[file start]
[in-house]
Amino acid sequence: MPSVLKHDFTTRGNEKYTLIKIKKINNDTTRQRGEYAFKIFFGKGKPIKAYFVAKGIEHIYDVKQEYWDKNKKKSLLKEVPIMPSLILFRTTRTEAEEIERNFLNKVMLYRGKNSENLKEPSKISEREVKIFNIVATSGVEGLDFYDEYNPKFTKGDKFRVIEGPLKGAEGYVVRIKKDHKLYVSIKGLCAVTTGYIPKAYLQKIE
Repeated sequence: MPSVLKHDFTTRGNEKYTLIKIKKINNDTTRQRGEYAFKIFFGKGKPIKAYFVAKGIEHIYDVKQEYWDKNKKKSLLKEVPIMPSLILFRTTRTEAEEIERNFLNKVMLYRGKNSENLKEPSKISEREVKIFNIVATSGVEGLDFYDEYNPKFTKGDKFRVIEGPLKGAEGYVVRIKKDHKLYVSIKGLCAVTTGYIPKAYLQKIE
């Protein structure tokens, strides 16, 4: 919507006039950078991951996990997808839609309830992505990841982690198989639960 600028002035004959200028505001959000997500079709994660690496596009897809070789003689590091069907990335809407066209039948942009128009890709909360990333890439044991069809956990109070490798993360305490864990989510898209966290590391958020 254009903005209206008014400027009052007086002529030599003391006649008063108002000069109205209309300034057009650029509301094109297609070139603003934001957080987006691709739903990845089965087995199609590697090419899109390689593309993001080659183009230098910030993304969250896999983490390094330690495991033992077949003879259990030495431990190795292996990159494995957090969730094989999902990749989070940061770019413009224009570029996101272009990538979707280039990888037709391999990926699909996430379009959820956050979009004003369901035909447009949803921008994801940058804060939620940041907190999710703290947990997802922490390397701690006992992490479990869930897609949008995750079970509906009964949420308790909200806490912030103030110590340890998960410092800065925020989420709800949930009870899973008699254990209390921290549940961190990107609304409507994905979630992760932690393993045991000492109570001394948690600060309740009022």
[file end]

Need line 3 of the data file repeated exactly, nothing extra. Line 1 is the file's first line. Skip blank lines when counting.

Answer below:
Repeated sequence: MPSVLKHDFTTRGNEKYTLIKIKKINNDTTRQRGEYAFKIFFGKGKPIKAYFVAKGIEHIYDVKQEYWDKNKKKSLLKEVPIMPSLILFRTTRTEAEEIERNFLNKVMLYRGKNSENLKEPSKISEREVKIFNIVATSGVEGLDFYDEYNPKFTKGDKFRVIEGPLKGAEGYVVRIKKDHKLYVSIKGLCAVTTGYIPKAYLQKIE